The old municipalities of Lappee and Lauritsala were combined to form Lappeenranta in 1967. Nuijamaa joined in 1989. During the financial downturn of 2009 and 2010, Joutseno and Ylämaa merged into Lappeenranta; the name Lappeenranta consists of the genitive of Lappee and the common noun ranta which means "shore". The history of Lappeenranta includes the rural municipality of the hundred Lapvesi; the Swedish name Villmanstrand contains the words vildman meaning "wild-man" and strand meaning "shore". A wild-man is depicted on Lappeenranta's coat of arms, it has a humid continental climate of the warm-summer type in the continental subarctic zone on older data. The summers became longer, although never hot, are warm and one of the hottest in the country due to its situation at the same time southern but inland. Being in an eastern part of Finland, the winters are strict but still mild. Anchorage has some similarities by being of marine influence of hot currents and at the same time of the marginal continentality.
But Lappeenranta is still able to receive heat waves that cross Central Europe in a warmer climate than cool. Between 2000 and 2017 the temperature change was greater than the whole previous century, with +1.2 ° C. Since 2000 the number of hot days has become 2 per year, while the 1900 data indicates only 2 days per decade. From the first half of the twentieth century the days above 24 °C changed from rare to occasional in the second half to regular in the present century. There was a 17.5 decrease in temperature below -1 °C for the same comparison period. 2015 was the hottest year since 1900. Having one of the less than 50 days with freezing days. Work to reduce the temperature increase has been carried out, the city is again among the best 45 cities in the world in the WWF City Challenge 2016. One of the goals is to reduce carbon dioxide by 30% by 2020 and zero emissions by 2050. Lappeenranta has numerous schools at all levels of education, including the Lappeenranta University of Technology, Saimaa University of Applied Sciences, located in a shared Skinnarila campus of around 8000 students, the Army Academy, South Karelia Vocational College and South Karelia Adult Education Centre.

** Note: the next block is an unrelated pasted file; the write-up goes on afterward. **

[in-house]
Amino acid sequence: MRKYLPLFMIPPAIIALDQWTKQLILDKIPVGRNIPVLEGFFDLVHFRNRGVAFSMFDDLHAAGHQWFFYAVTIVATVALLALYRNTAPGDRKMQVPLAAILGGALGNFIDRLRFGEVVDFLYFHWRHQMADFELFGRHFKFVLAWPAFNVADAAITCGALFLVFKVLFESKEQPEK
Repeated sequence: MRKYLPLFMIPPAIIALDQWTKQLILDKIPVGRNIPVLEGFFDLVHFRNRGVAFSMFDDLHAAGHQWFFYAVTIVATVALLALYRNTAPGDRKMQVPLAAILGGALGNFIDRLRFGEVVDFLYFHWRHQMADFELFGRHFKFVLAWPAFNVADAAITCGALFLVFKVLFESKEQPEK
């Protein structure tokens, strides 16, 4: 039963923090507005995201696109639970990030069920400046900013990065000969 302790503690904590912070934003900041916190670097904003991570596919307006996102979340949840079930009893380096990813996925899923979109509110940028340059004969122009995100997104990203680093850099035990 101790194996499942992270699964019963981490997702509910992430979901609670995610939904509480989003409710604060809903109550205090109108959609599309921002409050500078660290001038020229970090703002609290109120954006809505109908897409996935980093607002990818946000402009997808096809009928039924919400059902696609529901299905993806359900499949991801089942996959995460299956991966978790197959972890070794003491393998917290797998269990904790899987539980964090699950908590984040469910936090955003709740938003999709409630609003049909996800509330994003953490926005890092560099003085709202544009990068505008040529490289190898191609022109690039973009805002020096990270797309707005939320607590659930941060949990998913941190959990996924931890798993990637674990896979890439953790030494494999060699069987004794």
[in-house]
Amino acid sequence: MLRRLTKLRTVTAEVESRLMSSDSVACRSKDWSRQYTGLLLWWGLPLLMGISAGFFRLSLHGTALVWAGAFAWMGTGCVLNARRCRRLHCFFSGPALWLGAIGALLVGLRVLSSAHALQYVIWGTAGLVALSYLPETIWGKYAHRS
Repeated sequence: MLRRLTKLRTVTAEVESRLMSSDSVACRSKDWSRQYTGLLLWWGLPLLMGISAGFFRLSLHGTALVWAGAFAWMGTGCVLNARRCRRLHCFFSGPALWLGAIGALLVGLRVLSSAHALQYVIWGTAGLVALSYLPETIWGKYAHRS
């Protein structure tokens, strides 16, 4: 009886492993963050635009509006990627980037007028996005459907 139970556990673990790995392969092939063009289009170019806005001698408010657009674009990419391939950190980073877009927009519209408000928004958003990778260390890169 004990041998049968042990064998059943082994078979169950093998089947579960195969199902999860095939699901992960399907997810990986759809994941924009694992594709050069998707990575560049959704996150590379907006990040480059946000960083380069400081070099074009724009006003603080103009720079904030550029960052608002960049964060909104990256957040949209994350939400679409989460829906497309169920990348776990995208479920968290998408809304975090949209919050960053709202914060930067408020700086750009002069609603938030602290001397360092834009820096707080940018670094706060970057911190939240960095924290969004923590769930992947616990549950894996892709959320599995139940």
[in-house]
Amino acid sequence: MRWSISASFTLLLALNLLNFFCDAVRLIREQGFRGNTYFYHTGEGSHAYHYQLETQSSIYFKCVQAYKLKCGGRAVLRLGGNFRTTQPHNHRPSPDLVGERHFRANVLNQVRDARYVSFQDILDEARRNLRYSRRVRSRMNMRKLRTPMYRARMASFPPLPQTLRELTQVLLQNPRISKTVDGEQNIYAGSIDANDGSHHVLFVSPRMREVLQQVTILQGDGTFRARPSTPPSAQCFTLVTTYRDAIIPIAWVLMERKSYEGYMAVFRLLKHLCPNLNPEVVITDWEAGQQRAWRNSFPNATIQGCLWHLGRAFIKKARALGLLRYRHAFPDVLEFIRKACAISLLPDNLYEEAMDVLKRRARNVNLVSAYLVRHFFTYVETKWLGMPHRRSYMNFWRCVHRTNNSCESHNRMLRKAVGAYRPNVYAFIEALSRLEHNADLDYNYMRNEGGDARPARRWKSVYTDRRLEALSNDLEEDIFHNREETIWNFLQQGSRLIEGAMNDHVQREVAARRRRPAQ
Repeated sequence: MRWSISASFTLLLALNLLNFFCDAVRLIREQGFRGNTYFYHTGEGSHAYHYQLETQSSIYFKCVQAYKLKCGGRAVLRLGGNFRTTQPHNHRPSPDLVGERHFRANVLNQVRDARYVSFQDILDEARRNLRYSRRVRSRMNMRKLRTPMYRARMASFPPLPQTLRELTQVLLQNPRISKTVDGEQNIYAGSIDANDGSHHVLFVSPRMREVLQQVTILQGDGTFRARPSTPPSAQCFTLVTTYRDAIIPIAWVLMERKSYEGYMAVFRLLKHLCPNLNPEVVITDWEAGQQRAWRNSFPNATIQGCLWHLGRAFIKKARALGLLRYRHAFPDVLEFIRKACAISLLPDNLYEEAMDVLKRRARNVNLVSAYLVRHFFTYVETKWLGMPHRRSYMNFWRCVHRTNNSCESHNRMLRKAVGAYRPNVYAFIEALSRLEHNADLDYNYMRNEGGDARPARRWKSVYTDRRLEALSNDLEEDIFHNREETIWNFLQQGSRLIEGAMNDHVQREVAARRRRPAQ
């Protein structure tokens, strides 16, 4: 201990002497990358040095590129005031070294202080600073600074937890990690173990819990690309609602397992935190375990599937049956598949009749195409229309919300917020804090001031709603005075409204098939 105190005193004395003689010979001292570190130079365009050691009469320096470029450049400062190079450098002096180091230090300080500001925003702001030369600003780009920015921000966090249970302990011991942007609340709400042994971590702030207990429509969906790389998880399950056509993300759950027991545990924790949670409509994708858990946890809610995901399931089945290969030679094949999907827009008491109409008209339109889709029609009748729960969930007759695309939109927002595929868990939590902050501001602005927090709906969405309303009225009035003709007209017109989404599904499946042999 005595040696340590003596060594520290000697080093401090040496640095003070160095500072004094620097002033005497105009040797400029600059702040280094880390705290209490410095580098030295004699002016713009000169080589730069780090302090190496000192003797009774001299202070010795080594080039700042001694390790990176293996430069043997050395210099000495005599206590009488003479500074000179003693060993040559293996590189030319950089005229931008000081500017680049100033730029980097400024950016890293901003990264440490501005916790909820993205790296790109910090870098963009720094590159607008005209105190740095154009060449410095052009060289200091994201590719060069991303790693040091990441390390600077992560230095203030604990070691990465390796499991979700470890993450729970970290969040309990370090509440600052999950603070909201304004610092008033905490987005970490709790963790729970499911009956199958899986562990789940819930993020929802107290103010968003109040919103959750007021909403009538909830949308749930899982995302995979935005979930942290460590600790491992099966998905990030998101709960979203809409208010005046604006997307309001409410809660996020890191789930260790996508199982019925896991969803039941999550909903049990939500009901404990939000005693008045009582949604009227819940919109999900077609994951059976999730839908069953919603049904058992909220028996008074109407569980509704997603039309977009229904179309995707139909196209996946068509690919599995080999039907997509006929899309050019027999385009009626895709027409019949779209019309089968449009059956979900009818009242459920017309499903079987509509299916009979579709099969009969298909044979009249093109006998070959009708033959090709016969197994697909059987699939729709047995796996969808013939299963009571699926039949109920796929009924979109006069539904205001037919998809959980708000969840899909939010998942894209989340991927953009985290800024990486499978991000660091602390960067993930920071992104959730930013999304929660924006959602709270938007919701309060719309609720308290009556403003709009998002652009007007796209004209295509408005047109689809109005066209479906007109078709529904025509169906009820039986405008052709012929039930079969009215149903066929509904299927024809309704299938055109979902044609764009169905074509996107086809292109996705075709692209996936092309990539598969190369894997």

Lappeenranta is connected to neighbouring municipalities by road. The city is located 215 km from 195 km from St. Petersburg. There are multiple daily train departures to destinations within Finland from the central station and to Russia from Vainikkala station; the Allegro train service operating between Helsinki and St. Petersburg stops in Lappeenranta; the journey time to Helsinki is St. Petersburg about 1.5 hours. During the summer, when Lake Saimaa and the Saimaa Canal are accessible by water, there is a visa-free connection by ship from Lappeenranta to Vyborg, Russia; the regionally owned Lappeenranta Airport is located west of the city center. The airport predominantly serves charter flights to the Canary Islands and Madeira; the city's main employers are the: City of Lappeenranta UPM-Kymmene South Karelia Social and Health Care District Lappeenranta University of Technology Paroc Nordkalk VR Group Fazer The Armed Forces Outotec Lappeenranta has multiple sports teams playing in top levels of Finnish sports leagues.
SaiPa is an Ice hockey team playing in the highest level in SM-liiga. SaiPa was fourth in the national Ice hockey league in the season of 2013-2014. 2014 IIHF Ice Hocke
Norway women's national bandy team
Norway women's national bandy team represent Norway in the Women's Bandy World Championship. The team has participated in all World Championships for women since the first tournament in 2004; as of 2018, the team has won five bronze medals. Norway was the host for the 2010 Women's Bandy World Championship, played in Drammen. Http://www.bandyforbundet.no/bandy/